Explore Gravitational Forces through balancing, sliding, rolling and playing! Our Gravitational Forces packet contains step-by-step project guides for three types of projects: Tilting Maze, Balance, and Ramp. This bundle contains all 3 step-by-step project guides. You can purchase each project individually in the shop.
Engineering with Paper project kits teach dozens of approaches to folding, cutting and taping paper for use in unlimited projects.
No printer? No problem! You can follow all instructions on-screen with regular copy paper.
If printing, we recommend printing your packet without scaling. Pages are sized to 8.5" x 11".
-Projects pages with project instructions and examples
-Technique Pages: Basic Shapes, Tracks
Additional Supplies Needed:
Paper, scissors, tape, (optional) markers or colored pencils or crayons
This project meets these NGSS standards:
Apply Newton’s Third Law to design a solution to a problem involving the motion of two colliding objects. Examples of practical problems could include the impact of collisions between two cars, between a car and stationary objects, and between a meteor and a space vehicle. Assessment is limited to vertical or horizontal interactions in one dimension.
Plan and conduct an investigation to compare the effects of different strengths or different directions of pushes and pulls on the motion of an object. Examples of pushes or pulls could include a string attached to an object being pulled, a person pushing an object, a person stopping a rolling ball, and two objects colliding and pushing on each other. Assessment is limited to different relative strengths or different directions, but not both at the same time. Assessment does not include non-contact pushes or pulls such as those produced by magnets.
Analyze data to determine if a design solution works as intended to change the speed or direction of an object with a push or a pull. Examples of problems requiring a solution could include having a marble or other object move a certain distance, follow a particular path, and knock down other objects. Examples of solutions could include tools such as a ramp to increase the speed of the object and a structure that would cause an object such as a marble or ball to turn. Assessment does not include friction as a mechanism for change in speed.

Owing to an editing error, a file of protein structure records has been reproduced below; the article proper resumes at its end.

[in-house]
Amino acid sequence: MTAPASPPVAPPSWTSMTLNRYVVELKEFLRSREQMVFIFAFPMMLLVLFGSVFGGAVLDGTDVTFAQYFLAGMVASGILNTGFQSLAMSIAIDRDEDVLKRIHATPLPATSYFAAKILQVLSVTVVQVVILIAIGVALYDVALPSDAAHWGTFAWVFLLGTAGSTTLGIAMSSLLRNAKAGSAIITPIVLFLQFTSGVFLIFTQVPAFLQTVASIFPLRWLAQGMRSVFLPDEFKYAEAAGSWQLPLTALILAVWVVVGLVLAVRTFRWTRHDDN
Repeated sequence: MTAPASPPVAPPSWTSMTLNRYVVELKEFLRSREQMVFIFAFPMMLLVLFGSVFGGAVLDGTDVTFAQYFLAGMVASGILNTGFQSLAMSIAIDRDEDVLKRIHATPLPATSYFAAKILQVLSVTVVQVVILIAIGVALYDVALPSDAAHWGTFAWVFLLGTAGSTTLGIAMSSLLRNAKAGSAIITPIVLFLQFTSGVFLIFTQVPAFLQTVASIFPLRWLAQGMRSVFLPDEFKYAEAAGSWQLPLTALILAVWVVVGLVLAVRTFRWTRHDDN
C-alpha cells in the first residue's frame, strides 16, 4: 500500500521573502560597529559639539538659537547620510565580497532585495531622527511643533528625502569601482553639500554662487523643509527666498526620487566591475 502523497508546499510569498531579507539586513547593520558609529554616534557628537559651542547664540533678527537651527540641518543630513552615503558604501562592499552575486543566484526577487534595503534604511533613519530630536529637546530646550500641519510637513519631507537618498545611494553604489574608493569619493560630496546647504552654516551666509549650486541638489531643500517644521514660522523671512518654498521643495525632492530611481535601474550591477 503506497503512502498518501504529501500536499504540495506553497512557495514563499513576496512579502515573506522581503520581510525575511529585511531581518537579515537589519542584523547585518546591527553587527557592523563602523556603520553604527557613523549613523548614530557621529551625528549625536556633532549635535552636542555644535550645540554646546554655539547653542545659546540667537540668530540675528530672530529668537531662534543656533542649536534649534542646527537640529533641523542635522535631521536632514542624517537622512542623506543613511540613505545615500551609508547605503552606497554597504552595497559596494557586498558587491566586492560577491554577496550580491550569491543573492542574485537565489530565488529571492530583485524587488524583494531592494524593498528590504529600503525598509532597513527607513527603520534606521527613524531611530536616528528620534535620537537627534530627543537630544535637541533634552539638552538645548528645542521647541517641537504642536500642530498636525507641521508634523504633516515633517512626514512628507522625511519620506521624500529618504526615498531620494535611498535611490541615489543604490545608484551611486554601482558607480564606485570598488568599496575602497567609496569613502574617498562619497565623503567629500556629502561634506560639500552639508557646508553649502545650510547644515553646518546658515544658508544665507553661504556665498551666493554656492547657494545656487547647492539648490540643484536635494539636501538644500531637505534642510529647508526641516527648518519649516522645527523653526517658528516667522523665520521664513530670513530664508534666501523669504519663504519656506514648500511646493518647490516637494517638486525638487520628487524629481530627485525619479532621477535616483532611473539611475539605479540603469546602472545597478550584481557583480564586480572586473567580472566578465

Communicate scientific and technical information about why the molecular-level structure is important in the functioning of designed materials. Emphasis is on the attractive and repulsive forces that determine the functioning of the material. Examples could include why electrically conductive materials are often made of metal, flexible but durable materials are made up of long chained molecules, and pharmaceuticals are designed to interact with specific receptors. Assessment is limited to provided molecular structures of specific designed materials.
Support an argument that the gravitational force exerted by Earth on objects is directed down. “Down” is a local description of the direction that points toward the center of the spherical Earth. Assessment does not include mathematical representation of gravitational force.
Plan an investigation to provide evidence that the change in an object’s motion depends on the sum of the forces on the object and the mass of the object. Emphasis is on balanced (Newton’s First Law) and unbalanced forces in a system, qualitative comparisons of forces, mass and changes in motion (Newton’s Second Law), frame of reference, and specification of units. Assessment is limited to forces and changes in motion in one-dimension in an inertial reference frame, and to change in one variable at a time. Assessment does not include the use of trigonometry.
Make observations and/or measurements of an object’s motion to provide evidence that a pattern can be used to predict future motion. Examples of motion with a predictable pattern could include a child swinging in a swing, a ball rolling back and forth in a bowl, and two children on a see-saw. Assessment does not include technical terms such as period and frequency.
Plan and conduct an investigation to provide evidence of the effects of balanced and unbalanced forces on the motion of an object. Examples could include an unbalanced force on one side of a ball can make it start moving; and, balanced forces pushing on a box from both sides will not produce any motion at all. Assessment is limited to one variable at a time: number, size, or direction of forces. Assessment does not include quantitative force size, only qualitative and relative. Assessment is limited to gravity being addressed as a force that pulls objects down.
Develop a simple sketch, drawing, or physical model to illustrate how the shape of an object helps it function as needed to solve a given problem.
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